Czech power giant ČEZ announced a higher than expected first quarter profit of Kč 17.2 billon in spite of lower electricity prices hitting its earnings.
The profit figure was Kč 300 million, or 1.7 percent, lower than for the first three months of 2010 but still came out ahead of analysts’ expectations. Prague-based brokerage Wood & Company said the result was around 10 percent higher than a consensus of forecasts.
ČEZ, the biggest electricity company in Central Europe, produced more power at its plants across the region but was hit by a drop in electricity prices and rise in the value of the Czech crown, which wiped out around Kč 1.8 billion in earnings compared with the same period in 2010. It was also stung by a Kč 1.1 billion Czech tax on windfall earnings from the sale of emissions certificates.
In spite of the better-than-expected results — and moves to step up electricity production to profit from high prices following the accident at the Fukishima nuclear plant in Japan and closure of nuclear power plants in Germany — ČEZ is maintaining its end year profit prediction of Kč 40.1 billion.
“We are a conservative management and must wait for more guidance towards the end of the year,” ČEZ chief executive Martin Roman said, adding that returns from its stake in Hungarian oil and gas group MOL were still not clear.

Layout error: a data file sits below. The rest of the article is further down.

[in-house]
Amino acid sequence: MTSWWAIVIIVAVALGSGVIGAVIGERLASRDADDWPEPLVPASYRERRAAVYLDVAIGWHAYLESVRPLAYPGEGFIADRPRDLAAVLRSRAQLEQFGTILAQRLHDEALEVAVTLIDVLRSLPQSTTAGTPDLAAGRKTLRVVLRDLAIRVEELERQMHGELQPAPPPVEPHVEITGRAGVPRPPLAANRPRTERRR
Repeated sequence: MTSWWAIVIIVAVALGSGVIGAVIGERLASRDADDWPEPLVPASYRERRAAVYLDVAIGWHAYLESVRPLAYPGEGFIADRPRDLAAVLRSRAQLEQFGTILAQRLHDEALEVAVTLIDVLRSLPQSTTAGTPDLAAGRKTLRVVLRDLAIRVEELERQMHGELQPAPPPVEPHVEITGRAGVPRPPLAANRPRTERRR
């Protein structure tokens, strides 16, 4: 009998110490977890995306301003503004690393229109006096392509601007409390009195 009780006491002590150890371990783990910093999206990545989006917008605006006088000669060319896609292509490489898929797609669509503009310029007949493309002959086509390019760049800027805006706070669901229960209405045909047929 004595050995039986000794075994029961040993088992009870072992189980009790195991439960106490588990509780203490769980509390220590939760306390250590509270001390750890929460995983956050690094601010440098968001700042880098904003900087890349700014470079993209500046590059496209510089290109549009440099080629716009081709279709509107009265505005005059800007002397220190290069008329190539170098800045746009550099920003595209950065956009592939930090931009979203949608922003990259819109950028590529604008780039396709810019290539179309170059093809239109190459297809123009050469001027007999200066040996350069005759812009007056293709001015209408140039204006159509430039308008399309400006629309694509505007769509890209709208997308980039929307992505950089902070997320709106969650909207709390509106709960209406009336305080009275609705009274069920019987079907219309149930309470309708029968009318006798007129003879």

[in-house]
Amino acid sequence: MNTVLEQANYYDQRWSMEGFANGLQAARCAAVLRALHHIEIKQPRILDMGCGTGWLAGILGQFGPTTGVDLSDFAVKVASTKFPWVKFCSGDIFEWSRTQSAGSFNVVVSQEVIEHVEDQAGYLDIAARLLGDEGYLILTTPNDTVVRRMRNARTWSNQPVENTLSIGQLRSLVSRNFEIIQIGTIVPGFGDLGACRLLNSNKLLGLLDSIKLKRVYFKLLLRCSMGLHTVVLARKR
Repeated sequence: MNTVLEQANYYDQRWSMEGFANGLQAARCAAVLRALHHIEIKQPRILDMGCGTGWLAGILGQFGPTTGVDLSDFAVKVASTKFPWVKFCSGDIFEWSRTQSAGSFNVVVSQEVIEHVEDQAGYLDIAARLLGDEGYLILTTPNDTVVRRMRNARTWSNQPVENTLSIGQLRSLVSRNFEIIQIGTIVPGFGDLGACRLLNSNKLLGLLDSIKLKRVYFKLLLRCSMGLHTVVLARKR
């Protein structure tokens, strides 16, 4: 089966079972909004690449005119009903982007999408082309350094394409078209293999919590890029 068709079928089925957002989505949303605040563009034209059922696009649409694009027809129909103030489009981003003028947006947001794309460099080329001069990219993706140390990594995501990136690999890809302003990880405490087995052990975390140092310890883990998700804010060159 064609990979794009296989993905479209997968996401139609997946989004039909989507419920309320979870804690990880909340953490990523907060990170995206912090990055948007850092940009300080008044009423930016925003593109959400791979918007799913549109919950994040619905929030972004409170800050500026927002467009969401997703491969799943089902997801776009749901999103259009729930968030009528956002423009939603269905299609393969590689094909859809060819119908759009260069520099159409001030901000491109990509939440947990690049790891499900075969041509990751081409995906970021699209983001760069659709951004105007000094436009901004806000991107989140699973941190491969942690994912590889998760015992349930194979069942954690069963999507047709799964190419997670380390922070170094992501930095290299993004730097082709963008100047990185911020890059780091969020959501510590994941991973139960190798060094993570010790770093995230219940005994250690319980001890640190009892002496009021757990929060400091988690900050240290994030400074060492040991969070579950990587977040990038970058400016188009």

Atlantik finanční trhy analyst Bohumil Trampota said the financial result, “traditionally hard to predict, was positively impacted by the revaluation of put options on MOL’s shares (Kč 1.6 billion), FX gains and other financial income.”
ČEZ, listed in Prague and Warsaw, expects electricity production from its own plants this year to rise 4.0 percent, with its most important nuclear and coal plants producing 5.0 more power as outages are reduced and spare capacity is forced into action to take advantage of higher prices. Total power output in 2011 is expected to reach 65.6 TWh.
The Czech state-controlled company, which expanded rapidly throughout Central Europe and the Balkans over the last decade but is now weighing up divestments, said it would decide in June whether to sell its stake in its Turkish joint venture Akenerji for which it has been accepting non-binding offers.
“ČEZ does not definitely have to sell at any price and will only sell if the price is interesting,” Roman said. ČEZ and its local partner Akkök Group each have a 37.86 percent stake in the joint venture, which in 2010 had 658 MW of power production capacity in Turkey.